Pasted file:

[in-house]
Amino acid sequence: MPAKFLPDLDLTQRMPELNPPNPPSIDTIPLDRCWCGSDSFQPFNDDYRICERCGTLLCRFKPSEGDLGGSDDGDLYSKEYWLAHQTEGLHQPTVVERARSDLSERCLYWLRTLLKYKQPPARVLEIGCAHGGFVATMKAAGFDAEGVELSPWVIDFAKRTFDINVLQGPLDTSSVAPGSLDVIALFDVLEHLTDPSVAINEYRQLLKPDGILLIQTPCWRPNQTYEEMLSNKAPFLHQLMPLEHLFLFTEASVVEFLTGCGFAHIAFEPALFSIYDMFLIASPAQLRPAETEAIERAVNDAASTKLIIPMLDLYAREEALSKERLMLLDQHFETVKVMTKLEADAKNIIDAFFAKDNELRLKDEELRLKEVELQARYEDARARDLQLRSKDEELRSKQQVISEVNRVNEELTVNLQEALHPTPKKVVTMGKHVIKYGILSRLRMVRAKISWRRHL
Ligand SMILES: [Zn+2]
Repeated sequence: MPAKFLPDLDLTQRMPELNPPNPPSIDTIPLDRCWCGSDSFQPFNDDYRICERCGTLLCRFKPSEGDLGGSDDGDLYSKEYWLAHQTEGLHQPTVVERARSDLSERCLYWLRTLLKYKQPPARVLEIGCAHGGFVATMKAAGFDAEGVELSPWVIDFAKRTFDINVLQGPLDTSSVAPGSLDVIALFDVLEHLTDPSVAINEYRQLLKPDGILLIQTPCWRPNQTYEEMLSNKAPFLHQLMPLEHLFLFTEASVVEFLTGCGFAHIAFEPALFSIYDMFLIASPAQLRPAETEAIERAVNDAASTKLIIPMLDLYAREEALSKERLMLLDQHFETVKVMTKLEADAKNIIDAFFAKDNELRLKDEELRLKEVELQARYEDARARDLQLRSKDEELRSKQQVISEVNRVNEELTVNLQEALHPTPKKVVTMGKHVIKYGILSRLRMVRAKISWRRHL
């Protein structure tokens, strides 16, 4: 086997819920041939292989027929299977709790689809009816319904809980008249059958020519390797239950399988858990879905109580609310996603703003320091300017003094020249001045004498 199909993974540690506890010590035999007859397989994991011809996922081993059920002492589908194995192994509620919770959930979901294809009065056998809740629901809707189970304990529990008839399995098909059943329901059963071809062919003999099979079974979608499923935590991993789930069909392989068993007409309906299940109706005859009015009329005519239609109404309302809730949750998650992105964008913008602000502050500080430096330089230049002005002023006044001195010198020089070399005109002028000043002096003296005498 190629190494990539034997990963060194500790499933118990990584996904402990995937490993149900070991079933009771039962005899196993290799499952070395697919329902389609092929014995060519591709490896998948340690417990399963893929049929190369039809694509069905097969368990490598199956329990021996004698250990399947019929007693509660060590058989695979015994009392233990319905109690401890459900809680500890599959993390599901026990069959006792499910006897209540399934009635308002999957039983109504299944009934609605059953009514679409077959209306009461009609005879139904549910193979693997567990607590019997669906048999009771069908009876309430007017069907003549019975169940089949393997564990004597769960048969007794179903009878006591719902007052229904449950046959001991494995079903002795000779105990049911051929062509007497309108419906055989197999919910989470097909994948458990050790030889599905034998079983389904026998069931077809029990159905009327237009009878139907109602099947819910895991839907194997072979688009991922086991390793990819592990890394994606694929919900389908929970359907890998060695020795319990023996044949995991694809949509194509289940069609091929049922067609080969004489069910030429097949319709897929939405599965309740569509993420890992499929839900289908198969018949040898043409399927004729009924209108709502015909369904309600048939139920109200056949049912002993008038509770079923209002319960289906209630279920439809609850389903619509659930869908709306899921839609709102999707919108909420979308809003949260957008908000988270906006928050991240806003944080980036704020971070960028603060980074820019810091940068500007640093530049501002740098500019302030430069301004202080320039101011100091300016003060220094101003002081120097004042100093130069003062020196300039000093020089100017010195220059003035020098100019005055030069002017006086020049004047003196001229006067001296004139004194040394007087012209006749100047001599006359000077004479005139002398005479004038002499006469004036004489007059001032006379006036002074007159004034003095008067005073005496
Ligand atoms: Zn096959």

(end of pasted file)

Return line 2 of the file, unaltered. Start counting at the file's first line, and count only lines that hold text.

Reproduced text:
Amino acid sequence: MPAKFLPDLDLTQRMPELNPPNPPSIDTIPLDRCWCGSDSFQPFNDDYRICERCGTLLCRFKPSEGDLGGSDDGDLYSKEYWLAHQTEGLHQPTVVERARSDLSERCLYWLRTLLKYKQPPARVLEIGCAHGGFVATMKAAGFDAEGVELSPWVIDFAKRTFDINVLQGPLDTSSVAPGSLDVIALFDVLEHLTDPSVAINEYRQLLKPDGILLIQTPCWRPNQTYEEMLSNKAPFLHQLMPLEHLFLFTEASVVEFLTGCGFAHIAFEPALFSIYDMFLIASPAQLRPAETEAIERAVNDAASTKLIIPMLDLYAREEALSKERLMLLDQHFETVKVMTKLEADAKNIIDAFFAKDNELRLKDEELRLKEVELQARYEDARARDLQLRSKDEELRSKQQVISEVNRVNEELTVNLQEALHPTPKKVVTMGKHVIKYGILSRLRMVRAKISWRRHL